“बेटा थोड़ा संभाल के। जिसका डाँस देखने के लिए तीन दिन से आँख में गुलाबजल डाले पड़े हो वो 24 में से 28 घण्टे लाईब्रेरी में ही होती है। तुम्हारे जैसे चौपाटी पर ले जाकर प्रपोज करने वाले दिलफेंक लौण्डे उसकी लीग में नहीं हैं।”

“हाँ हाँ भईया तुम बटोरो भरपूर ज्ञान, और करो उसकी लीग की सोलो-स्वान मौडलिंग। एक्स्ट्रा मिर्च डाल कर चौपाटी की पाव-भाजी लड़कियों को कितना भाती है ये तुम नहीं समझोगे।”

“हाँ यूनिवर्सिटी से निकल कर तुम चौपाटी पर ही पाव-भाजी बेच लेना। हम अभी निकलते हैं।”

“कहाँ निकलते हैं भईया? पौने सात बजे एण्ट्री कौन कराएगा? पढ़े-लिक्खे लौण्डे ही तो काम आते हैं एण्ट्री पे!”

“नहा-वहाकर, सेंट लगाकर आना शाम को। देखते हैं।”

आज घड़ी जैसे चलने की बजाय रेंग रही थी। वह नहा चुका था, इस्त्री किए कपड़े पहने थे, और किसी सस्ती विदेशी इत्र की बोतल को कपड़ों पर उड़ेल चुका था। बालों में जैल, आँखों में गुलाबजल, और कैन्वस जूते। उसे मालूम था कि महज़ किसी तरह अन्य दर्शकों की भीड़ का हिस्सा बन जाना प्यार जतलाने के करीब भी नहीं है। पर उसे ये भी ग़ुमान था कि प्यार करने का मकसद बस प्यार जतला देना नहीं है, और शायद दूर-दूर से चाहने का लुत्फ़, पा लेने से ज़्यादा सुकूनगर है।  इस तरह बड़ी-बड़ी शायराना बातें सोचकर दिल के अंदर मचती जिस्मानी हलचल को भी कबूलने से बचा जा सकता था, वरना अपना ही प्यार छोटा लगने लग जाए। कुल मिलाकर आज उसके लिए पूरा कलीना कैम्पस हसीन था, मिज़ाज रंगीन, और ज़िन्दगी गुलज़ार। बस थोड़ा इंतज़ार बचा था, जिसकी शायराना अंदाज़ में नुमाईश कुछ बेपरवाह लिखने वाले लोग शायद कर ही डालें। पर आज रहने दीजिए साहब, क़िस्सा अभी बाकी है।

कौलेजों में पढ़ने के बाद भी अगर महिला छात्रावासों के बारे में आपकी जानकारी मुख़्तसर हो, तो समझ लें जनाब कि आपने ज़िंदगी थोड़ी-बहुत जी तो ली, पर बड़े नहीं हो पाए। ये जानना बेहद ज़रूरी है कि इस तरह की इमारतों में आपको यहाँ-वहाँ लोहे की जालियाँ ज़्यादा दिखेंगी, वैसे कपड़े सूखते देखेंगे जो आपने सिर्फ़ फ़िल्मों में देखे हों, और खुशबू के नाम पर कोई गुलबदन हसीना की महक नहीं, बू-ए-डिटर्जेण्ट ही मिलेगी। आज की महफ़िल नीचे के कौमन रूम में जमनी थी। चारों ओर गेंदा के फूलों की माला से वातावरण को मोहक बनाने की साज़िश की गई थी, शायद इसलिए कि मुल्क के हर कौलेज की तरह यहाँ भी ‘मय’ और ‘साक़ी’ सरीखे सजेस्टिव लफ़्ज़ों पर पाबंदी थी। कमसकम फूल लगा देने भर से कोई लफंगा महफ़िल से रुख़्सत होने के बाद फ़ैज़ साहब वाली डींगे नहीं हाँक पाता, कि – “न गुल खिले हैं न उन से मिले न मय पी है, अजीब रंग में अब के बहार गुज़री है!” कमरे को सजाने वाले ने अक्ल खूब लगाई होगी: गुलों को पिरो कर चारों ओर लगा ही दिया गया है, “उनको” दूर से देख लेना जब टाईम आए तब, और मय वापस घर जाकर पी लेना। शायरी हाँकने का कोई मौका नहीं! कमरे में थोड़े गुब्बारे भी थे, जिनका मकसद शायद खुदा जानता हो, या शायद वो लोग जिनके पिछ्ली पार्टी के गुब्बारे फोड़े नहीं गए थे और यहीं खम्बों पर चिपके रह गए थे।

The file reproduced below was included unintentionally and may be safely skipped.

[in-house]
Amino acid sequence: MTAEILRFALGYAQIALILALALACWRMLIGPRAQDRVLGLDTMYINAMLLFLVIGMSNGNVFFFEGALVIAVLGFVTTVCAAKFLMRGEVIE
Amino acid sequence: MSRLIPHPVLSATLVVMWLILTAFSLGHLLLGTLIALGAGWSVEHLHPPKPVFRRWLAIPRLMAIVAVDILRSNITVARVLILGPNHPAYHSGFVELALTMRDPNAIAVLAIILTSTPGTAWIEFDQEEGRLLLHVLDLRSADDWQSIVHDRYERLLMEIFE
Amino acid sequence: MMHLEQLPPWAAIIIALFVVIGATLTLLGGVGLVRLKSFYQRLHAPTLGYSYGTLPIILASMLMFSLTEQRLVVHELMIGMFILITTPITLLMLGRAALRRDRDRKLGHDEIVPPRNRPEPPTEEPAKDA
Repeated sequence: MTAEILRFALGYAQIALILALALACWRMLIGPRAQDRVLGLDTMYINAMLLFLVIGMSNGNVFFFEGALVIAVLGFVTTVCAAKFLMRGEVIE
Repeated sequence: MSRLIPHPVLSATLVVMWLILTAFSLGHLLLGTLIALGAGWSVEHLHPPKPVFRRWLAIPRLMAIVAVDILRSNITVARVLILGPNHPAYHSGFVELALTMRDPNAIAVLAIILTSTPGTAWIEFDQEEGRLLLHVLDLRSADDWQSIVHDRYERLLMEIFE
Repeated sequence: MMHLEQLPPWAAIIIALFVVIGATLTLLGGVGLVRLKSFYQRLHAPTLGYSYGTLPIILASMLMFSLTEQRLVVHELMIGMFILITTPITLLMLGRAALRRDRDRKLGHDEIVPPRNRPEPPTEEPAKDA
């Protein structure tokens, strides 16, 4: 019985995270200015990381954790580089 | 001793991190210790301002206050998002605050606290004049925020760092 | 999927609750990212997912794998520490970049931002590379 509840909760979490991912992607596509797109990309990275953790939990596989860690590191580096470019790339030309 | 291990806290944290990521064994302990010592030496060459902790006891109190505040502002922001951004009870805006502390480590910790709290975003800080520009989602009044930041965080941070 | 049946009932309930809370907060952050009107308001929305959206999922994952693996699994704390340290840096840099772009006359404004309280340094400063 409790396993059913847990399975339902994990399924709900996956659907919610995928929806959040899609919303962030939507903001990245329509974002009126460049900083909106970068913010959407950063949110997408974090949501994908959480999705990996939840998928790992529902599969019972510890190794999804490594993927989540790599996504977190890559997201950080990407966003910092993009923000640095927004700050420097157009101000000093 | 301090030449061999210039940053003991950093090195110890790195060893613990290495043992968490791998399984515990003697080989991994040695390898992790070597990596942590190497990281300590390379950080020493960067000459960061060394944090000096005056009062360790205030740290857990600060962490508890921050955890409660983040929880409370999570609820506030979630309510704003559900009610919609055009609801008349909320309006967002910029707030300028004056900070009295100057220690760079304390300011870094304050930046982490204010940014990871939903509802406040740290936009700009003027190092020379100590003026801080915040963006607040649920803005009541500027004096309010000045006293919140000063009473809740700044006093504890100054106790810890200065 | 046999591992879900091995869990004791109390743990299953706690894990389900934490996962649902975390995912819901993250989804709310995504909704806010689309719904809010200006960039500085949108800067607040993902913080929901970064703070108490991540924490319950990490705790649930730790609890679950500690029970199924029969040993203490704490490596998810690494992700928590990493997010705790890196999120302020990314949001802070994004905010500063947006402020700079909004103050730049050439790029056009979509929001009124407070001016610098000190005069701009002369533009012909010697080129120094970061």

महफ़िल में शिरकत करने वाले कद्रदान दिल थामे एक-एक करके ऐसा चेहरा बनाए अंदर आ रहे थे जैसे एक-चालीस की विक्रोली वाली लास्ट लोकल पकड़ने आए हों; छूट गई तो बाद में किसी को मुँह न दिखा पाएँगे। अंदर आने वालों में ज़्यादातन इसी छात्रावास की छात्राएँ थीं, और कुछेक लुच्चे-लफाड़े लड़के, जिनकी पढ़ने लिखने-टाईप वालों से एण्ट्री करवाने भर के लिए जिगरी दोस्ती थी। दो हसीनाएँ (या फिर उसे लगा कि हसीनाएँ) माईक पकड़े, टखनों तक लम्बी स्कर्ट पहने (या फिर उसे लगा कि ये स्कर्ट ही है) खड़ी थीं। माहौल बन चुका था – दर्शक-दीर्घा की छात्राओं ने तशरीफ़ें चारों ओर सीढ़ियों पर टिका लीं थीं, और छात्र पीछे की तरफ़ दीवारों से सटकर खड़े हो लिए थे, शायद इसलिए कि कभी भी अगर ऐसा लगे कि “व्यू” ठीक नहीं है, तो तपाक से जगह बदलने की फ़्लेक्सिबिलिटी बनी रहे।

एक हवा सी चली। बयार-ए-नसीम। चारों ओर ऐसा सन्नाटा जैसे परवरदिगार ने हल्के से इशारा कर दिया हो कि सारी क़ायनात दो पल के लिए थम जाए और चमन हो जाए। आँखों के आगे ऐसा मंज़र कि उसे लगा बस इन दो पलों को अपने नसीब में पाकर वो खुद शाहकार-ए-खुदा हो गया हो! सामने था वो कमाल-ए-हुस्न कि पूरी महफ़िल में अगर कुछ सुनाई दे जाए तो सिर्फ़ धड़कनें। रंग-ओ-बू का वो सैलाब कि गेंदे की उन तमाम लड़ियों में पिरोया एक-एक फूल शर्मसार हो जाए। काले ख़ुशनुमा लिबास पर पीली चुन्नी ओढ़े आई थी वो। पैरों में घुंघरू जैसे नायाब सुख़न-वर, चाल जैसे किसी कू-ए-गुलिस्ताँ से इठलाता आया हो एक मोर। आँखों में सूरमा, कानों में सोने की चमकती बालियाँ, नागिन सी लहराती काली घनी ज़ुल्फ़ें। वक़्त कब का थम चुका था, और उसे लगा कि बस अब दिल का थमना बाकी है। ऐसी ख़ुशगवार बातें उसके ज़ेहन में उफ़ान ले रही थीं, तभी किसी ने पीछे से सीटी बजाई। पूरी महफ़िल तालियों से थर्रा उठी, और उसे लगा कि अब ख़्वाब से बाहर आ जाना अच्छा रहेगा; ये मंज़र एक्स्क्लूसिव बिल्कुल नहीं है, और इंसान को अपनी औकात नहीं भूलनी चाहिए।

आगे जो हुआ उसे वो बस ठिठककर देखता रह गया। लबों से छिटकती तबस्सुम की सरकशी, आँखों के इशारों की ख़लिश, और वो बेहतरीन अंदाज़-ए-बयाँ कि मोम बिन आग ही पानी हो जाए। इधर वो लहरों की तरह बहकती, उधर भीड़ बेताब हो मचलती। उसे लगा कि इस समंदर तक वो आ तो गया, पर अब डूब जाएगा। इन मदहोश हवाओं में उड़ पाने का ज़र्फ़ जिन परिंदों में है उनके नाम शायद लाईब्रेरी की उन किताबों की जिल्द पर लिखे होते हैं जिनकी सूरत इसने तो कभी नहीं देखी। इसी उधेड़बुन में था कि आवाज़ आई – “हैलो!” हसीनाएँ सभी से हैलो बोलती हैं ये तो उसने सुना था, पर उससे वो हैलो बोलेगी ये नहीं सुना था।

“और हीरो! हम तो तुम्हारी एण्ट्री करवा के निकल गए थे, पर सुना है बड़ा हाय-हैलो कर आए हो आज?”

“हाहा! हाँ! अच्छा ख़ैर, आज ओल्ड मौंक से काम नहीं चल पाएगा। कुछ अँग्रेज़ी पीओगे? एक-आध पैग लगा लेना मेरे साथ फिर चले जाना अपने लेनिन और कार्ल-मार्क्स को पढ़ने।”

“हाँ पी लेंगे। क्या कमाल करके आए हो वैसे डाँस प्रोग्राम से?”

“यार हैलो वगैरह हुआ और क्या। किसी बौयफ़्रेण्ड के साथ थी, कुछ अंग्रेज़ी में नाम था। इण्ट्रौड्यूस करवाया था; अब टेढ़ा नाम था याद नहीं आ रहा।”

“अच्छा कहाँ पीओगे?”

“वहीं। लाईब्रेरी के बाहर ऐज यूज़ुअल!”

Friday, March 27, 2020